Presentation on theme: "Scalable Synchronous Queues By William N. Scherer III, Doug Lea, and Michael L. Scott Presented by Ran Isenberg."— Presentation transcript:
Scalable Synchronous Queues By William N. Scherer III, Doug Lea, and Michael L. Scott Presented by Ran Isenberg
Introduction Queues are a way for different threads to communicate and exchange information between them. In a thread-safe, concurrent and asynchronous queue, consumers typically wait for producers to make data available. In a synchronous queue, producers similarly wait for consumers to take the data – “a pair up”.
Hanson’s Pros & Cons Pros High design-level tractability. Using semaphores to target wakeups to only the single producer or consumer thread that an operation has unblocked. Cons: May fall victim to priority inversion. Poor performance - employs three separate blocking semaphores (locks). Possible Solution? Use non blocking synchronization!
Java 5.0 synchronous queue The Java SE 5.0 synchronous queue (below) uses a pair of queues (in fair mode; stacks for unfair mode) to separately hold waiting producers and consumers.
Java 5 Version – Pros & Cons Pros Uses a pair of queues to separately hold waiting producers and consumers. Allows producers to publish data items as they arrive instead of having to first awaken after blocking on a semaphore; consumers need not wait. One transfer (put & take), requires only three synchronization operations, compared to the six incurred by Hanson’s. Cons: Relies on one lock to protect access to both queues – creates a narrow bottleneck during runtime.
Non-Blocking Synchronization Non blocking concurrent objects avoid mutual exclusion and locks. Instead, they use atomic CAS operations (compare & swap) to make sure object’s invariants still hold afterwards. Totalized operations: Operations that don't block and return a failure code in case the preconditions aren't met. Example: dequeing from an empty queue will not cause the thread to block, but to return a failure code instead.
Non-Blocking Synchronization (Cont.) What isn't promised to any thread in the following scenario when using totalized operations? So, how can we fix this?
Dual Data Structures We could register a request (reservation) for a hand-off partner. Reservation is made in non blocking manner. Reservation is fulfilled by checking whether a pointer has changed in the reservation. The structure may contain both data and reservations.
Dual Data Structures (Cont.) Totalized methods are now split into 2 partial methods: reserve and follow-up. Main advantage over totalized partial methods: Order of reservations is saved.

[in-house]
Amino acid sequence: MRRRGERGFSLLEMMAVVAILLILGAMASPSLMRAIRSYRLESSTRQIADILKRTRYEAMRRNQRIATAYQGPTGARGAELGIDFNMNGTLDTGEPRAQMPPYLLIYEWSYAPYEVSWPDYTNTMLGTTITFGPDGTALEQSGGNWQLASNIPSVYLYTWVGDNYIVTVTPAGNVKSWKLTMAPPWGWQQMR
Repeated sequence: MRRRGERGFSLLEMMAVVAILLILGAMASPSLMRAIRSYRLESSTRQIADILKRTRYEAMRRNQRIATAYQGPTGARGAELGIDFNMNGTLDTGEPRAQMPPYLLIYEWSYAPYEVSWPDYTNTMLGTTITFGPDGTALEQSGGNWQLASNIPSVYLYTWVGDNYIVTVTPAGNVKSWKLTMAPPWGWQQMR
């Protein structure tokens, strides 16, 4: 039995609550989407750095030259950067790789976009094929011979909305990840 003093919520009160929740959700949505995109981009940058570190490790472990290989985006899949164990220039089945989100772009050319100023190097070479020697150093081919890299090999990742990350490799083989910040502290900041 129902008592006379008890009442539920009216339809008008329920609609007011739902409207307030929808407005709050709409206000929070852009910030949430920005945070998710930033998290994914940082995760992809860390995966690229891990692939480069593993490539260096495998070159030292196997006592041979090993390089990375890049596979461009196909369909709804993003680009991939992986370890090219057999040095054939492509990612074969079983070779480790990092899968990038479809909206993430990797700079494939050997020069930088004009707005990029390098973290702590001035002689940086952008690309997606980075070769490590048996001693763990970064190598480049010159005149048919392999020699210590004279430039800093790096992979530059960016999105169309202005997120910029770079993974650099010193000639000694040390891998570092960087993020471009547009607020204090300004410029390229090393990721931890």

Main Properties The algorithms I will present will be: Contention free. Lock free. Scalable. Fair & unfair implementations. Have solid linearization points. Waiting is done by spinning, busy waiting.
Synchronous Dual Queue Fair implementation. A linked list with a head & tail. Waiting is accomplished by spinning until a pointer changes from null to non-null. If not empty, has always a dummy node at the beginning while other nodes are always of the same type: reservation or data. Dequeue & enqueue are symmetrical except for the direction of the data flow. Let’s take a look at the enqueue operation.
Synchronous Dual Queue (Cont.) First case: Queue is empty or contains only data. Add a new data node at the end of the queue and spin. Second case (interesting): Q ueue contains only reservation.
Synchronous Dual Queue (Cont.) Second case code:
Synchronous Dual Stack A singly linked list with only a head node. Not fair. Doesn’t have a dummy node at the beginning. May contain either data or reservation nods but also temporarily a single node of the opposite type at the head. Push& pop are symmetrical except for the direction of the data flow. Let’s take a look at the push operation.
Synchronous Dual Stack (Cont.) First case: Stack is empty or contains only data. Add a new data node at the head of the stack and spin. Second case (interesting): Stack contains reservation at the head. Add a new data (“fulfilling”) node at the head, find a reservation to fulfill and remove both nodes. Third case: A fulfilling node at the head. Help the fulfillment process.
Conclusion I presented 2 non blocking synchronous queues that use dual data structures: a fair and unfair version (stack & queue). The algorithms are all lock-free. There is little performance cost for fairness. High scalability can be achieved by using synchronization methods that don’t use locks. The Algorithms are part of the Java 6 packages.
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